To obtain trademark protection for a scent, the word, name, symbol, or device, or any combination thereof” must be used in trade to identify and distinguish goods or services and to indicate source. Applying this principle to the Mark would show the weakness in Coop’s registration of the Mark. Coop’s use of the Mark meets the standard of being used in trade to identify goods in that it identifies goods associated with British culture, but it does not serve to indicate a particular source of the goods. The combination of the slogan, crown and color of the image all identify the product sold as being a novelty of British culture and there are few, if any consumers that recognize that most of the “Keep Calm and Carry On” products come from Keep Calm and Carry On Ltd. Further, there are a number of parodies of the Mark sold all over the world, for example “Keep Calm and Chive On”, “Keep Calm and Let it Go”, “Keep Calm and Dance On”.
Another implication of the Mark is that currently the Beverage Company holds the registration in the UK and Coop holds the registration in the EU (which encompasses 27 countries including the UK). The problem is which company can produce which products where and what impact does this have on UK consumers? With Europe being a very easily traversed region, a consumer could buy a “Keep Calm and Carry On” keychain in London and it would be made by The Keep Calm and Carry On Beverage Company of London, but then hop on the EuroStar train to Paris, France buy an identical keychain and it would be made by Coop’s Keep Calm and Carry On Ltd. In neither case would the consumer be able to identify the source because in both cases the image on the keychain is the source identifier, thus the primary purpose of trademark law is not served in regards to the Mark in this case. National registrations are not supposed to interfere with a EU registration but here it appears it does. This case not only creates waves across the EU, but due to our treaty obligations with the EU, waves are also created in the Unites States.
In the U.S., rights pertaining to a mark are created when the mark is used in commerce and registered with the U.S. Patent and Trademark Office, or simply just by use in commerce. In contract, most other countries do not give protection unless the mark is registered with a government entity. The Paris Convention, since 1925, has required member nations to protect well-known foreign marks, which in this case would include the Keep Calm Mark. Under The Paris Convention, use in at least one foreign country when the mark has not become subject to protection in the United States, would still grant the foreign trademark owner protection in the U.S. Regardless, in this case, Coop registered the “standard character mark” in the U.S. and due to his website keepcalmandcarryon.com being accessible in the U.S., Coop has met the use requirement under U.S. law. A “standard character mark” will provide broad rights to the registrant, namely use in any manner of presentation. Unfortunately for Coop, just like in the UK, he is not the only one with the right to use the Mark in the U.S., the Beverage Company also owns a registration on the same products as in the UK, except in the U.S. Coop has metal goods which includes key rings.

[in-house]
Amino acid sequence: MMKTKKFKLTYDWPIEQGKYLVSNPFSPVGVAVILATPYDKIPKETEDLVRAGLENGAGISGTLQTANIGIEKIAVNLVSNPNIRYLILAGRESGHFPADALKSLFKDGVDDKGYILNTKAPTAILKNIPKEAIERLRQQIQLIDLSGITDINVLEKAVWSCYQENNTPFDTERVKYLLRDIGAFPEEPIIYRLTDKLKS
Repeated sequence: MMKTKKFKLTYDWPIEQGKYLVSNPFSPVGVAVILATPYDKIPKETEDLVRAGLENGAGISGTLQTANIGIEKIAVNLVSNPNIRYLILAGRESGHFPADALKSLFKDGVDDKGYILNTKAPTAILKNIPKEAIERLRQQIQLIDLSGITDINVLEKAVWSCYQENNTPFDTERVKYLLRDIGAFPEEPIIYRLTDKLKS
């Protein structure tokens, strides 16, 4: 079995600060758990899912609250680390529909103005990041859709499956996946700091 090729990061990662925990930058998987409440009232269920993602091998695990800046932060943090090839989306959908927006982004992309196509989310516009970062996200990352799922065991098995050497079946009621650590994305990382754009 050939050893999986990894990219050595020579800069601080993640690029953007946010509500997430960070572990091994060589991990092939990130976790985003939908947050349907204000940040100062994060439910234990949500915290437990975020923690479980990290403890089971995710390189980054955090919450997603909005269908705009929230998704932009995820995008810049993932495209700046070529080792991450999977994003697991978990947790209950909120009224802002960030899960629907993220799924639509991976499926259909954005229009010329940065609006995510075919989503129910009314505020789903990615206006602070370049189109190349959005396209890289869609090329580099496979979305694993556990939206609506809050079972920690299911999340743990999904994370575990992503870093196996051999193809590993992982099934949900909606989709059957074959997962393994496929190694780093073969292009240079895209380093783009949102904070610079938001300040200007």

Another potential hurdle for Coop is his sales of parodies off his website. By him selling parodies along side the Mark is causing the Mark to become diluted. Dilution is “the watering down of the potency of a mark,” causing a “loss of distinctiveness,” as a result of which “a particular mark signifying ‘a single thing coming from a single source’ becomes instead… [an] awareness that the mark signifies various things from various sources.” In her paper, Sara Stadler Nelson argues that in its original conception, the dilution doctrine was intended to preserve the “uniqueness” of a select group of highly distinctive trademarks; that unlike “mere” distinctiveness, this uniqueness is destroyed when marks are used to identify a diversity of products; and that acts destructive of uniqueness include those in which trademark owners themselves engage. It is important to note the distinction between merchandizing and dilution. Most companied will place their trademark on goods and place them in the stream of commerce, in this case, Coop is placing the Mark and parodies of the Mark on his goods, and placing in them into the stream of commerce from one source, his website. Here, Coop is causing the Mark to become ubiquitous thus not only weakening its use as a trademark, but also blurring the line between his products bearing the Mark, his parody of the Mark and others who sell parodies of the Mark.
Stadler goes on to argue, “when trademark owners make “ubiquitous” uses of their marks they have surrendered their entitlement to a remedy under the dilution doctrine. If a trademark owner has chosen to place a “unique” trademark on products that are “different” (parodies) from the products for which the mark became known to consumers, that trademark may continue to be distinctive, but it has lost its uniqueness—that is, it has become associated not with a particular product, but with a variety of products. Without this uniqueness, “an owner cannot lay claim to the selling power whittling away of which dilution seeks to prevent, and without this selling power, it cannot qualify for a dilution remedy.” If Coop is able to maintain the registration of the Mark in the EU and the US, and he continues to profit off the parodies he is selling from the same site he uses to sell products bearing the Mark, then at the minimum, his remedies for other’s use of the Mark should be diminished. Then to take it one step further, all registration offices that have granted a registration on the Mark, should cancel such registration.
Another concern with the Mark is that trademark offices are allowing a private entity to gain a trademark on a poster/slogan that was created for public benefit. The original purpose of the poster was to boost public moral, and most people understand this aspect, so what policy are we promoting among consumers if a private entity is able to hijack the creation of the government and profit off it. The British government using public tax dollars to fund the Ministry on Information created the Mark; therefore, property of the Ministry should be public property. This poster should have never left the public domain to be monetized by a private company. If nowhere else, in the UK this poster should not be subject to any privatization, and should be available for all to use.
In conclusion, today this poster is popular for its connection to British culture and history, not because some guy registered a trademark on it and sold products bearing the Mark from a website. The Mark does not serve the source identifying function, nor does it serve any other function of trademark law or policy. Regardless of whether Coop was the one to make it popular by plastering it all over Europe, the Mark does not indicate trade origin nor does it represent good will of the distributor. It is merely a common mark that the British people should have access to. The Mark was created using British tax dollars for the benefit of the British people, and should have never been subject to private monopolization. All countries that have permitted the registration of the Mark should cancel their respective registrations.
 Sara Stadler Nelson THE WAGES OF UBIQUITY IN TRADEMARK LAW
88 IOWA L. REV.